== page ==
It is the benchmark test for discerning level of thermal insulation performance provided by specific clothing products. The minimum requirement set within the governing NFPA 1971 standard is 35. Therefore any value of 35 or greater is considered acceptable.
Yet, as fire service industry has recognized for the last 15 years, there are trade-offs between high TPP values and the overall burden that the clothing places on the wearer terms of heat stress and other physiological effects. Therefore, the TPP value for a particular clothing system is pivotal in the choice of a particular product.
Margin of uncertainty
The shortcoming of relying on the exact number of making a determination is that every reported value comes with a level of uncertainty. In scientific terms, this principle is referred to as measurement uncertainty.
Essentially, this means that every number that you see from manufacturer or supplier really has a plus or minus associated with it. For instance, a particular set of turnout clothing for which material composite had TPP value of 40, and the measurement uncertainty for this test was 10 percent, then the actual value of TPP for the clothing could be plus or minus four, or a range of 36 to 44.
Measurement uncertainty becomes important because in making comparisons from one product to another we tend to look at the differences in the test data. In the case of a clothing product with the TPP reported at 40 and another clothing product that has the TPP value of 42, there could be the inclination to judge the higher value as the better system.
Yet the range of data that would be expected for both clothing products would overlap considerably. A more statistically based conclusion would be that these systems are actually very similar and could be judged equivalent.
Data made easy
A more significant difference might be where the actual reported values are farther apart such as a system with the TPP of 40 versus a system having a TPP rating of 50. Applying a 10 percent rule, the range of TPP for the first system is 36 to 44, while the range for the second system is 45 to 55. These data do not overlap.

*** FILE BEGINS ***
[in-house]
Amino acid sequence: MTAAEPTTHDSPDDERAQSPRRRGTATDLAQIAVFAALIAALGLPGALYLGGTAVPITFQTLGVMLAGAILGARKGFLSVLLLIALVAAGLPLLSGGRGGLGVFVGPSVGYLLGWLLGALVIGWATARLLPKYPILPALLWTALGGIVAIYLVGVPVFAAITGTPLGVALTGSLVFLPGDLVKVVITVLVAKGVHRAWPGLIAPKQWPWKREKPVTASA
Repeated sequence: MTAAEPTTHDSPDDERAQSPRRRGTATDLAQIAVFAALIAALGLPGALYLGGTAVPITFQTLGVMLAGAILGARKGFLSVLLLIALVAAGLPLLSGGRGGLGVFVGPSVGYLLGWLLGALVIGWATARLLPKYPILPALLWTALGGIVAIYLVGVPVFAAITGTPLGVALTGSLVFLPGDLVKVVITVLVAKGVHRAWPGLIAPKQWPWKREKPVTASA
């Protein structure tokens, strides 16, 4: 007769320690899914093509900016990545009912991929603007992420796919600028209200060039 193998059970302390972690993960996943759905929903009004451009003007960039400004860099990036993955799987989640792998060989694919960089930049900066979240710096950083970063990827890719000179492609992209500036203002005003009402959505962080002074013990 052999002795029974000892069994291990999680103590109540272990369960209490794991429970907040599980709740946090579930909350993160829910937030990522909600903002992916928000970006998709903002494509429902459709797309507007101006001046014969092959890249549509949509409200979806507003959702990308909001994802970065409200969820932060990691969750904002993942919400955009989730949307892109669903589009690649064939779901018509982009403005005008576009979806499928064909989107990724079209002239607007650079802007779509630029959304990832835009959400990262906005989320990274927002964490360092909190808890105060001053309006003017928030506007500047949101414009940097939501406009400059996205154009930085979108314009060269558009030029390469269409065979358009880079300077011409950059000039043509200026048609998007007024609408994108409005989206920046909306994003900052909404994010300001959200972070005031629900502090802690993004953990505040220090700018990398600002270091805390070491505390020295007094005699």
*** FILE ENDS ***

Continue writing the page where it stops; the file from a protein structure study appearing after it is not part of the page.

Thinking of data as having a certain level of uncertainty tends to make the differences in product performance seem less significant and has a large impact on product selection.
Also, if this approach is coupled with having consistent data from a limited number of sources that include only the certification organizations, then the ability to make decisions between products becomes more accurate.
Although NFPA standards require manufacturers provide certification data upon request, we advocate that additional requirements within the standards are needed to present these data in a more readable and easily interpreted fashion.
We expect some resistance to the proposal because not all product manufacturers control their data, particularly when it comes from multiple material and component suppliers. In addition, not all manufacturers will want these data shared because they fear that end users will overly scrutinize these data and not account for measurement uncertainty.
Yet, it is our firm belief that data that is consistent and properly presented can only help the industry and provide a fairer comparison of product performance than what is offered only in product literature.